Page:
Are you getting frustrated with the inconsistent performance of your autonomous program for VEX IQ?
A couple of weeks ago, one of my competition teams spent 3 hours going through the pain of tweaking their autonomous program to get three basic goals in the “Rise Above” competition.
They made the following observations:
- When it was programmed to turn left 90 degrees, it went further than 90 degrees,
- When it was programmed to turn right 90 degrees, it went less than 90 degrees.
After multiple iterations of making one single incremental modification at a time, the team finally achieved success with programming every right angle left turn as 87 degrees.
Likewise, every right angle right turn needed to be programmed as 93 degrees.
This software hack (to address a repeatable hardware problem) seemed to work reasonably well for a couple of runs.
Having run overtime for the workshop and feeling satisfied that it was working, the student packed up for the day and went home. During the week, one student modified the program to obtain even more goals.
Returning to the next workshop, this student was excited about his progress and keen to see his robot succeed, but alas, it did not work. Now the robot was acting very inconsistent.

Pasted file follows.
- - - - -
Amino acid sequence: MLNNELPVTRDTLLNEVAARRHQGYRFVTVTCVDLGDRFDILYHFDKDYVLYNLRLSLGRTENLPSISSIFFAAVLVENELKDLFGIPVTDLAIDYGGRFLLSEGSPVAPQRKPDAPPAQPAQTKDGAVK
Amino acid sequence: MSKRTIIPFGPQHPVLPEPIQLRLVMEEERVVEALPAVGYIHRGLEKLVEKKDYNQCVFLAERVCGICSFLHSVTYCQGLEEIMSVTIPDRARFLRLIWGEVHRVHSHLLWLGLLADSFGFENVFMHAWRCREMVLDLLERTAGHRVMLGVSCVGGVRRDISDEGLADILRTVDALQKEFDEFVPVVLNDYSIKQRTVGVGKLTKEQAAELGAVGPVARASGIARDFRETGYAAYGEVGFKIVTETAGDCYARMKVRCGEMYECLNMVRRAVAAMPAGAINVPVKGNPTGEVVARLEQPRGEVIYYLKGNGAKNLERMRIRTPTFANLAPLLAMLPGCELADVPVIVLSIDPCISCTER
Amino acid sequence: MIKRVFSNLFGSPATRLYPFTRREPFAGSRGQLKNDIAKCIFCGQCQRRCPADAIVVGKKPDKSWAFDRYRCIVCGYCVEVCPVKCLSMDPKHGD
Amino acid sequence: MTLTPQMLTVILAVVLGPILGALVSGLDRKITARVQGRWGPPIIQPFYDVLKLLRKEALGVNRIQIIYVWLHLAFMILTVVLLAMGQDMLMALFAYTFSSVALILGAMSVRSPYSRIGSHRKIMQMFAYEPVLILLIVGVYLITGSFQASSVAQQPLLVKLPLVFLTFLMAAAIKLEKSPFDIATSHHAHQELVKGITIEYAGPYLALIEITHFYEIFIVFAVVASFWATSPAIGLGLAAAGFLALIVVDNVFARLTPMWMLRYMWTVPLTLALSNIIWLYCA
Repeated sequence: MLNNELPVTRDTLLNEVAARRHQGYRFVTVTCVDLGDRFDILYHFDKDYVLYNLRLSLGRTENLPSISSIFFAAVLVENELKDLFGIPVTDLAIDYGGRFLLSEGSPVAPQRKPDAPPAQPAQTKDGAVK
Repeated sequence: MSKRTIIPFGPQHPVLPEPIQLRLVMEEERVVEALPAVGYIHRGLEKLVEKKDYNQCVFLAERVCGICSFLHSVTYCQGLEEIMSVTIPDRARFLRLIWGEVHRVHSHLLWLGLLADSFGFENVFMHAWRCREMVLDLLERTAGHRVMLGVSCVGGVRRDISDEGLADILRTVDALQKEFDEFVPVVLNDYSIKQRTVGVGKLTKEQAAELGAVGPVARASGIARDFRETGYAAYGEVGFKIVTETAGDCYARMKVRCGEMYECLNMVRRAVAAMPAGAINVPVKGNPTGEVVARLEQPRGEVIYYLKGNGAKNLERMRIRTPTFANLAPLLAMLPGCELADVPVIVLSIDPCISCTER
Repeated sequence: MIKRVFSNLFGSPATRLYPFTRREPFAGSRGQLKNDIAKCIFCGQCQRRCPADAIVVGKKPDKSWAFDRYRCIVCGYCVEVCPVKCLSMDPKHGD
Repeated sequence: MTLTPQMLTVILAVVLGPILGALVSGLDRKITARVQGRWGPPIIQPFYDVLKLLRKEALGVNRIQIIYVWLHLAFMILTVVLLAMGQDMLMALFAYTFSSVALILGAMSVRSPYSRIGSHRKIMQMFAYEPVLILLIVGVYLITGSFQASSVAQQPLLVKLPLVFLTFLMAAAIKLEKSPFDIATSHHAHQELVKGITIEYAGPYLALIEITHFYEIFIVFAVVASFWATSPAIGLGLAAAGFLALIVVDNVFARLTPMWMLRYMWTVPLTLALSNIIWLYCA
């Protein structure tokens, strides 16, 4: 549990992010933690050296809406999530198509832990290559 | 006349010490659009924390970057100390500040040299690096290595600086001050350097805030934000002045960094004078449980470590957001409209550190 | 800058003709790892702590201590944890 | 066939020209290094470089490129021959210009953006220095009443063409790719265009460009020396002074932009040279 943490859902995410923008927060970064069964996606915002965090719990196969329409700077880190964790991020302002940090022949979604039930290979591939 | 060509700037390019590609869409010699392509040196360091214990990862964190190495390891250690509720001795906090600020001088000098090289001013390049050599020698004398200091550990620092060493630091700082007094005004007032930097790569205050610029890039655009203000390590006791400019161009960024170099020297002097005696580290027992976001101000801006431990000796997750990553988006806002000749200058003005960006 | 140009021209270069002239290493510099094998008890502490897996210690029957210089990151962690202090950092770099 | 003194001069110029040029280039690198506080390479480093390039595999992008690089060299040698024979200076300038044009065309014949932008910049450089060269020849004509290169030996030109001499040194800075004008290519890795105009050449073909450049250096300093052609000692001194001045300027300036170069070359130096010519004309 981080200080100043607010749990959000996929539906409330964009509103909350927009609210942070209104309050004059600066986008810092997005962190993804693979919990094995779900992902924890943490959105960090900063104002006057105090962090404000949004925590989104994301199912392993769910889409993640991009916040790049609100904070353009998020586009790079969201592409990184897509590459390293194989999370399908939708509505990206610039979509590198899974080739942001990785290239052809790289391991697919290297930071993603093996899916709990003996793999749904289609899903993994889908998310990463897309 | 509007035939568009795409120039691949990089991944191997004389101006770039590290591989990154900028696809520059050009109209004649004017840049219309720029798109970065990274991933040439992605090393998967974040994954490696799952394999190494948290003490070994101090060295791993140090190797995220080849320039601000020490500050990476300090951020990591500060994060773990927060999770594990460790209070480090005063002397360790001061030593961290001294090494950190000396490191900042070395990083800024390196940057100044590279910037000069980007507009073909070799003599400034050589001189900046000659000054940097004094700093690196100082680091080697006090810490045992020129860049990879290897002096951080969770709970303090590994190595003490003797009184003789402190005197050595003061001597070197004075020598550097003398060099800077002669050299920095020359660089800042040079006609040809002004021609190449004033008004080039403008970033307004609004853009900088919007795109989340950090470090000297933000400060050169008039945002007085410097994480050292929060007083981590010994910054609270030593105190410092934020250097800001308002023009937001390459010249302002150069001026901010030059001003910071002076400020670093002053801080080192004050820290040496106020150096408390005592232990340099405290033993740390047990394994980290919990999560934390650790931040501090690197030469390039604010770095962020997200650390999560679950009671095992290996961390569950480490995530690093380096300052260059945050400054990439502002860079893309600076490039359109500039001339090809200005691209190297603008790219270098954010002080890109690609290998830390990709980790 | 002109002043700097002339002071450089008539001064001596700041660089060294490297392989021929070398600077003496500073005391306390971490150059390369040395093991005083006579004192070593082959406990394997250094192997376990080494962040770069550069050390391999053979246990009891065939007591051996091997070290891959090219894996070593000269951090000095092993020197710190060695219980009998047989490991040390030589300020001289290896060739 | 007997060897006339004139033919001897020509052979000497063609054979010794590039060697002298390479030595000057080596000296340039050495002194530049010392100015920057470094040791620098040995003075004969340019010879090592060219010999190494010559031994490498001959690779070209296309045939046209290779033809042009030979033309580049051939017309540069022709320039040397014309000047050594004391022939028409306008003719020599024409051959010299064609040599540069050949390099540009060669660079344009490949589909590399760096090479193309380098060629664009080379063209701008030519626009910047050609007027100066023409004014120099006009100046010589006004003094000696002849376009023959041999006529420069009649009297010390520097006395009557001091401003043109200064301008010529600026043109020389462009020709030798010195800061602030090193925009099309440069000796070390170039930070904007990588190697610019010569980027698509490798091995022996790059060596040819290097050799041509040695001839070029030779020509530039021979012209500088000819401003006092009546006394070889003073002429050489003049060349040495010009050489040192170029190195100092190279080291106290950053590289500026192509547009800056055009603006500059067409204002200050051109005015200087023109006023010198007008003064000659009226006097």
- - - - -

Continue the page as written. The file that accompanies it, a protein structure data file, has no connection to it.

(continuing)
What could have gone wrong?
The students checked:
- The motors were still attached properly to the wheels.
- All pin connections on the robot were still in tack.
- The connections of the smart cables to the brain were ok.
- Battery charged.
There didn’t seem to be a reason why the robot was behaving inconsistently.
So not knowing the code behind the Drivetrain blocks, the team had to make a hypothesis about what was happening to cause the inconsistencies. It seemed that if the robot bumped into a wall or got caught momentarily on a riser or goal, then the robot would be off track for the remainder of the autonomous program execution. Is it possible then that the turn block does not use the gyro attached to the drive train? Is it possible that the brain is calculating how many revolutions that the left and right drive train motors have to complete to make a 90 degree turn and only performs that command without any validation of the robot’s orientation?
Further investigation found these two alternative methods of programming your robot to turn that does use information from the gyro.
The only difference between the two functions is that the “turn to heading” accepts a range between 0.00 and 359.99 degrees. Assume therefore that the “turn to rotation” block can allow multiple rotations to be programmed.
For improved accuracy include a gyro in your drive train and calibrate at the beginning of the program.